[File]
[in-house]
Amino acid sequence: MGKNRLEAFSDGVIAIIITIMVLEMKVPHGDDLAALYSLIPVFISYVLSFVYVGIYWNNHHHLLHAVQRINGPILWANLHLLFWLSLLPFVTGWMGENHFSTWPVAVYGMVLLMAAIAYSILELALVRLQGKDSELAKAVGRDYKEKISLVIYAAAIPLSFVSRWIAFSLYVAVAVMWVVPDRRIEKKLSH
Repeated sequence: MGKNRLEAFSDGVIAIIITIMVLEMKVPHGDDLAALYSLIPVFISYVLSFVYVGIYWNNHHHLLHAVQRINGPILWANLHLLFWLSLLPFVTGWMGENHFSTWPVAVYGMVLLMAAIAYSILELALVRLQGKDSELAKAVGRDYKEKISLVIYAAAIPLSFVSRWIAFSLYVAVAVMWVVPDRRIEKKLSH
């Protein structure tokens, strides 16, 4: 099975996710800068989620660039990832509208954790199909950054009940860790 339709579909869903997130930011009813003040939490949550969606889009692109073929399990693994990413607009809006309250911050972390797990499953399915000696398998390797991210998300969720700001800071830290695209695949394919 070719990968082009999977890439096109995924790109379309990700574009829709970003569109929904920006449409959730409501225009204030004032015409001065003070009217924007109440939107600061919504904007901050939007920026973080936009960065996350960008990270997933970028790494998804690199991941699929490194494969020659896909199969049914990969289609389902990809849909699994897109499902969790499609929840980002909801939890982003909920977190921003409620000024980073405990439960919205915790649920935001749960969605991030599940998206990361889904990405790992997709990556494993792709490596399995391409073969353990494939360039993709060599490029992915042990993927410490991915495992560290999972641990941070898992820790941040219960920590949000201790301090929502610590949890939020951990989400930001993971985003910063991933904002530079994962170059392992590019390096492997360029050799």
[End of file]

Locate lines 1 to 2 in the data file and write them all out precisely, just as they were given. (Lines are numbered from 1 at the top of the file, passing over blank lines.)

[in-house]
Amino acid sequence: MGKNRLEAFSDGVIAIIITIMVLEMKVPHGDDLAALYSLIPVFISYVLSFVYVGIYWNNHHHLLHAVQRINGPILWANLHLLFWLSLLPFVTGWMGENHFSTWPVAVYGMVLLMAAIAYSILELALVRLQGKDSELAKAVGRDYKEKISLVIYAAAIPLSFVSRWIAFSLYVAVAVMWVVPDRRIEKKLSH